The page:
As soon as I decide to embark on my A-Z of Shorter Fiction, look what I find!  An entire series devoted to “The Art of the Novella”, published by Melville House Publishing.  Good quality white paper.  Minimal art work – all emphasis on the contents.  As lovely in their way as Puskin Press publications.  From the backflap:

Too short to be a novel, too long to be a short story, the novella is generally unrecognised by academics and publishers.  Nonetheless, it is a form beloved and practiced by literature’s greatest writers. In the art of the novella series, Melville House celebrates this renegade art form and its practitioners with titles that are, in many instances, presented in book form for the first time.”

As a mission statement it sounds fine.  But is it true?  Is the novella really unrecognised as an art form?  And what’s renegade about it?  I’ve loved novellas ever since my first encounters with the German novelle at university.  I adored Storm, Keller and Schnitzler then and I still do.  So I’m really curious about a goodly number of titles in this “Art of the Novella Series”, particularly those written by  classic authors I’ve never read due to their daunting reputations.  Hence I look forward to discovering Edith Wharton, Hermann Melville and (I never thought I’d be saying this) Henry James!  And let’s not forget the Russian delegation. (Gogol, Chekhov, Tolstoy, Dostoevsky) Not everything needs to be an epic!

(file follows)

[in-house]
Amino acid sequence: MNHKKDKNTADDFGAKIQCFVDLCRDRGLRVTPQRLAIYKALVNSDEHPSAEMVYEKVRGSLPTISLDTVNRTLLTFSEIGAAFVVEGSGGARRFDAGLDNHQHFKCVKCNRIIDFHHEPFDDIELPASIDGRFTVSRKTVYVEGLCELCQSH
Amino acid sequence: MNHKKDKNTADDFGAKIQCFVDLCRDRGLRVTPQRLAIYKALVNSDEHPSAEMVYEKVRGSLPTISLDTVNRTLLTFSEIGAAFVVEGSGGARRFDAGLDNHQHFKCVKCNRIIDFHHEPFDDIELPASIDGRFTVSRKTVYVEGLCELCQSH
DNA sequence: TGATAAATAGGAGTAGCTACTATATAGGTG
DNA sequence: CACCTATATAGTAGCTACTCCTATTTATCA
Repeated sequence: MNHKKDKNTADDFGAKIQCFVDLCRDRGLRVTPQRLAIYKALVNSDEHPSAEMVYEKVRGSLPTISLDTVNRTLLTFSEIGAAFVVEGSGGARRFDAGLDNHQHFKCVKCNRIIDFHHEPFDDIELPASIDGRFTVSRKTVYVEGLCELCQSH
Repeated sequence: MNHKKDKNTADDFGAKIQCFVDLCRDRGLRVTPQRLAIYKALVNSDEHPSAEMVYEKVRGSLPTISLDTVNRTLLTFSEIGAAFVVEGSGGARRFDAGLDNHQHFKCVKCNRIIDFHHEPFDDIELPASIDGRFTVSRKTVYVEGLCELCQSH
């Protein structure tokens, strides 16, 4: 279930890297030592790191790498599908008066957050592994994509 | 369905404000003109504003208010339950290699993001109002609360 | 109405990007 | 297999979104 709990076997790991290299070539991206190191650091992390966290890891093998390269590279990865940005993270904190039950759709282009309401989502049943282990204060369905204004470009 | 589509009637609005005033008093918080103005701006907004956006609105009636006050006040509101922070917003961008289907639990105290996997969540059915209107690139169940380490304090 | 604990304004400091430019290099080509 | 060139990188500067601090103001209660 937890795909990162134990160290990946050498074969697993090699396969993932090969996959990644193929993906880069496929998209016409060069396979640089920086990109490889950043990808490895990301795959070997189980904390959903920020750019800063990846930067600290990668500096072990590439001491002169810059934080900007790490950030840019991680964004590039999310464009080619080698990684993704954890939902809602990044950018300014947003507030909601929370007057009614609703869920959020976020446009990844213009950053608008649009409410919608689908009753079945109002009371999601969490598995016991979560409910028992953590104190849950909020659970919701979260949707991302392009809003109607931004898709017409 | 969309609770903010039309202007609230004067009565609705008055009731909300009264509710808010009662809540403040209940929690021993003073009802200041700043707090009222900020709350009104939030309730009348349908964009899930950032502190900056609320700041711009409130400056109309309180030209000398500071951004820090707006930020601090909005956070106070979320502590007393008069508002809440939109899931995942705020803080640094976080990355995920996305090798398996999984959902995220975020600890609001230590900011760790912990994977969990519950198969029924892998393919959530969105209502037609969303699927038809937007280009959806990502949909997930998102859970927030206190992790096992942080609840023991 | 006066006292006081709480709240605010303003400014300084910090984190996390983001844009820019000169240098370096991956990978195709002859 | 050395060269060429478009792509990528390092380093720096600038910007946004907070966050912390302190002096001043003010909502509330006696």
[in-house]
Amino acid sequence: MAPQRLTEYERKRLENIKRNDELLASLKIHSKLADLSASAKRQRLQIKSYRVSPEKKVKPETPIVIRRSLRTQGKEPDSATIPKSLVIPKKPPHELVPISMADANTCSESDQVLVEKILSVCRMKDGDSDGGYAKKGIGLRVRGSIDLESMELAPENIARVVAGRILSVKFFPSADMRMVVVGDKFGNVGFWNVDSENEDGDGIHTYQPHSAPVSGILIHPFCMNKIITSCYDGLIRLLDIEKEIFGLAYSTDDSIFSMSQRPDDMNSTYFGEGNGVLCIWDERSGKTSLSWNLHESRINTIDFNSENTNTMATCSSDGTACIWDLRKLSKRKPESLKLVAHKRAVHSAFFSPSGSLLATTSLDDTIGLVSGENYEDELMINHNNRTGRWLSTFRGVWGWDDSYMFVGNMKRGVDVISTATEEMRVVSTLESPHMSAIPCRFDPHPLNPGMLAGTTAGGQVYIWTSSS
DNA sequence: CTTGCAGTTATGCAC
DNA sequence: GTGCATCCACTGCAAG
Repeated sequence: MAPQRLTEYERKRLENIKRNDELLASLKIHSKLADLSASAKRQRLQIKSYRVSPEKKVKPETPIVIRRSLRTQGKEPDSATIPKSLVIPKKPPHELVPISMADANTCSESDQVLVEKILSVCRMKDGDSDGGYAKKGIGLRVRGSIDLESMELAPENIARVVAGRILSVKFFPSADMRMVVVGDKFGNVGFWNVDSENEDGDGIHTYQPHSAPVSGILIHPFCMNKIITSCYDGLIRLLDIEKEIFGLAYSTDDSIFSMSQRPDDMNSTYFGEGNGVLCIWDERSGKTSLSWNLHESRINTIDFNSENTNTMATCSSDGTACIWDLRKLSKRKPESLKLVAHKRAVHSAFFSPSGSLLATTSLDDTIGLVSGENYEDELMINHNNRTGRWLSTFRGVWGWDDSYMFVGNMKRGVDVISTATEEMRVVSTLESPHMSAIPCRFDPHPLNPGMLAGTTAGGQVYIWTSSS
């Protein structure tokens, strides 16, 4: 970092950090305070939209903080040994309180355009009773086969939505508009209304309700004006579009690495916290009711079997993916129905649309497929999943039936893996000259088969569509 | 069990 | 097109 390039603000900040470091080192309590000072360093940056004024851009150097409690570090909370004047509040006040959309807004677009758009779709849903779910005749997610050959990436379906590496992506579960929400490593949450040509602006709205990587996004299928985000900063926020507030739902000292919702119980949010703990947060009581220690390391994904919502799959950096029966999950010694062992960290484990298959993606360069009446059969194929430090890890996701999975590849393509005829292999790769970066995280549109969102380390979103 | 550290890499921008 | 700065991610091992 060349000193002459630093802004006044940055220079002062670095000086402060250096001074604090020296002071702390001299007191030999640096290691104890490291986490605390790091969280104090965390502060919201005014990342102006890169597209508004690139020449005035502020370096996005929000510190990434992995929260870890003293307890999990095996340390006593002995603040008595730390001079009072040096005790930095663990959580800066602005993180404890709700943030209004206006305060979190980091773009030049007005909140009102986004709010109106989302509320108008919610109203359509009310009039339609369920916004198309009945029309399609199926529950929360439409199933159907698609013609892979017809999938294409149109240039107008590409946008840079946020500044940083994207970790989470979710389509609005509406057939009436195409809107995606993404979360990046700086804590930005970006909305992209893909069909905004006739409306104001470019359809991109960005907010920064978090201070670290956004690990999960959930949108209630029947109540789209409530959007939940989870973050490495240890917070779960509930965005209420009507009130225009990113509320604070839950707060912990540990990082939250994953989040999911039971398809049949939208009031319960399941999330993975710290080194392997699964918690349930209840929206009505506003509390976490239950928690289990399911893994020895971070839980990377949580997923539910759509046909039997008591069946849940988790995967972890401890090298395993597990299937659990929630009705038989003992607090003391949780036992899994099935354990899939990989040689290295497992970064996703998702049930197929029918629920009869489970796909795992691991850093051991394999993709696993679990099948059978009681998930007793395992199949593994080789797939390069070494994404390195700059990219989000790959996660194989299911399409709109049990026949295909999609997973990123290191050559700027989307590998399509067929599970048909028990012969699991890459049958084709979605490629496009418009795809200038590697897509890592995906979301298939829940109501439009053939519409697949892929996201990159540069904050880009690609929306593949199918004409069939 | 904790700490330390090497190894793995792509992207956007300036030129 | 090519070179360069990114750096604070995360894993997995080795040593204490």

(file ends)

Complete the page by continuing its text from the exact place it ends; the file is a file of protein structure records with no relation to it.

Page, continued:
My first purchases from the series were:

Unknown (to me) American authors:

And the inevitable German novelle of distinction:

Which to read first?  In the week when another sordid kiss and tell has kept the gossip mongers busy here in the UK, the time is right for Wharton’s “The Touchstone”